Leave it to the Goodspeed Opera House to take the warhorse of a show, Hello, Dolly!, and transform it into a lively and highly enjoyable summertime production. Every aspect of the musical is right on target--the superb casting, spirited choreography, imaginative sets, fanciful outfits and, especially, the sumptuous Jerry Herman score.
Hello, Dolly! tells the story of a brash yenta type character, Dolly Levi, who has been hired by the gruff, cantankerous half-millionaire Horace Vandergeider to match him up with a suitable bride. Dolly, though, has other plans. Instead of the intended young, pretty Irene Molloy, she has her own eyes set on Vandergeider. Meanwhile, as the irascible Yonkers businessman heads to New York City to meet his prearranged wife, his two clerks, Barnaby and Cornelius, decide the time is ripe for their own excitement and head off to the big city for adventure and, possibly, romance. By the end of the musical cupid’s arrow has targeted all for the proverbial happy ending.
So, where do I begin in praising this production of Hello, Dolly!? Let’s start with the casting. Klea Blackhurt, as Dolly, is mischievous, boisterous, and meddlesome; yet possess a heart of gold as she weaves her matrimonial spells. She is more Ethel Merman then Carol Channing. Composer Jerry Herman originally wrote the part for Merman, who turned it down, tired of the theatrical life. It wasn’t until the end of the show’s original seven year Broadway run that Merman entered the role, the last of the six women to play the part. Blackhurst, who has played Ethel Merman in an acclaimed one-woman show, has a booming voice that resonates throughout the Goodspeed theater.
She is paired with Ashley Brown as the lovely widow, Irene Malloy. Brown, the original Mary Poppins on Broadway, has a beautiful soprano that captivates the audience. Her presence balances perfectly with Blackhurst so one doesn’t overshadow the other. Tony Sheldon as the overbearing Horace Vandergelder also holds his own with his formidable co-stars. Spencer Moses, as Cornelius, provides a delightful comic flair as he and sidekick Barnaby, played with wholesome juvenile pluck by Jeremy Morse, search for romance and adventure in New York City.
What separates Hello, Dolly! from many musicals is the tuneful, highly satisfying Jerry Herman score. Every song, even the lesser-known numbers, are a pure listening and toe-tapping delight delivered, as described above, by a first rate group of actors. The many gems include “It Takes a Woman,” “Put on Your Sunday Clothes,” ‘Before the Parade Passes By,” and the title number, “Hello, Dolly.”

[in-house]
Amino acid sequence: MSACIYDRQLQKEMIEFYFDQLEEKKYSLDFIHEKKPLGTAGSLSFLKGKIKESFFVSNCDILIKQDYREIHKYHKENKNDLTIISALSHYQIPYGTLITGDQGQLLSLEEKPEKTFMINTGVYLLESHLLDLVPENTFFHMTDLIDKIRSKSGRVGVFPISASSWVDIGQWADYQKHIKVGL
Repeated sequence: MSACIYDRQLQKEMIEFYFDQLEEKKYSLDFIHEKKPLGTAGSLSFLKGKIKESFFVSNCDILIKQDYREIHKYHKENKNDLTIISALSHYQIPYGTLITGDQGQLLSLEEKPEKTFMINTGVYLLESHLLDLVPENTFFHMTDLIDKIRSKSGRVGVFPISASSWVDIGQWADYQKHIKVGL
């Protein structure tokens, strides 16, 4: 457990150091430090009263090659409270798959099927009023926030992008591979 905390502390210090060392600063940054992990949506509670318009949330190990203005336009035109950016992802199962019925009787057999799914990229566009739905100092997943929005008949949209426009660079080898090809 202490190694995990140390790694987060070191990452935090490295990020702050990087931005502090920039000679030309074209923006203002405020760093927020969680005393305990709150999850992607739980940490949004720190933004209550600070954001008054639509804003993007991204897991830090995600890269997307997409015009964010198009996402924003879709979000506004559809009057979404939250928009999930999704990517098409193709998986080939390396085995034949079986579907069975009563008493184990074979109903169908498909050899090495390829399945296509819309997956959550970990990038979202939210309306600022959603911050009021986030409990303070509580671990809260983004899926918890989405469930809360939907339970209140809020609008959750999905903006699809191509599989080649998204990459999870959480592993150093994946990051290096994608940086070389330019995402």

Speaking of toe-tapping, choreographer Kelli Barclay deserves kudos for enlivening the Goodspeed stage with such energetic and athletic dance routines. The prolonged sequence at the Harmonia Gardens Restaurant, with waiters bounding about, is pure precision and the highlight of the musical. When Dolly descends the illustrious grand staircase of the eating establishment, garbed in a fabulously sequined gown, belting the show’s signature song, with the ensemble singing and dancing around her, you realize what theatrical magic is all about.
Director Daniel Goldstein, working in concert with the creative team, artfully guides the production, fully invigorating the show with zest and inspiration. In lesser hands this Hello, Dolly! could have been tired and hackneyed. Goldstein, on the other hand, has steered the show to a deserved standing ovation at the musical's finale.
The sets by Adrian Jones are diverse and multi-faceted, adding to the grandeur and imaginativeness of the musical. Wade Laboissonniere’s costumes, especially for the women, are exquisite, elegantly evoking latter 19th century New York society.
Hello, Dolly!—“You're looking swell…you're still glowin', you're still crowin'.” Now playing at the Goodspeed Opera House through September 14th.